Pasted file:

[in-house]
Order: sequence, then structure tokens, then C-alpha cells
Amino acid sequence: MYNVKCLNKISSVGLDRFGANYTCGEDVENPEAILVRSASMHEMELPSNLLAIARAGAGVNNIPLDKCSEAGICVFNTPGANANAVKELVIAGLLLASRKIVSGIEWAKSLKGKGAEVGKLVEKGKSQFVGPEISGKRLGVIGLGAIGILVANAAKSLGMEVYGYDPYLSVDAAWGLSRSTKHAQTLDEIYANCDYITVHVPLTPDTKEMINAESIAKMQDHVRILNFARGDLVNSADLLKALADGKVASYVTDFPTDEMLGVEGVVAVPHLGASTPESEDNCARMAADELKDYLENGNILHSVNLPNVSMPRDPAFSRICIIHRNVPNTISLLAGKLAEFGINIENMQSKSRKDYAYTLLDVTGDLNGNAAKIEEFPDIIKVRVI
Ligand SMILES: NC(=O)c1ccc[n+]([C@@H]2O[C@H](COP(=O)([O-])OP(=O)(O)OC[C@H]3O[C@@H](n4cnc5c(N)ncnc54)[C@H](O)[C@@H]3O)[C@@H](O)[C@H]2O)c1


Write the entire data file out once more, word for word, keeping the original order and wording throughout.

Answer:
[in-house]
Order: sequence, then structure tokens, then C-alpha cells
Amino acid sequence: MYNVKCLNKISSVGLDRFGANYTCGEDVENPEAILVRSASMHEMELPSNLLAIARAGAGVNNIPLDKCSEAGICVFNTPGANANAVKELVIAGLLLASRKIVSGIEWAKSLKGKGAEVGKLVEKGKSQFVGPEISGKRLGVIGLGAIGILVANAAKSLGMEVYGYDPYLSVDAAWGLSRSTKHAQTLDEIYANCDYITVHVPLTPDTKEMINAESIAKMQDHVRILNFARGDLVNSADLLKALADGKVASYVTDFPTDEMLGVEGVVAVPHLGASTPESEDNCARMAADELKDYLENGNILHSVNLPNVSMPRDPAFSRICIIHRNVPNTISLLAGKLAEFGINIENMQSKSRKDYAYTLLDVTGDLNGNAAKIEEFPDIIKVRVI
Ligand SMILES: NC(=O)c1ccc[n+]([C@@H]2O[C@H](COP(=O)([O-])OP(=O)(O)OC[C@H]3O[C@@H](n4cnc5c(N)ncnc54)[C@H](O)[C@@H]3O)[C@@H](O)[C@H]2O)c1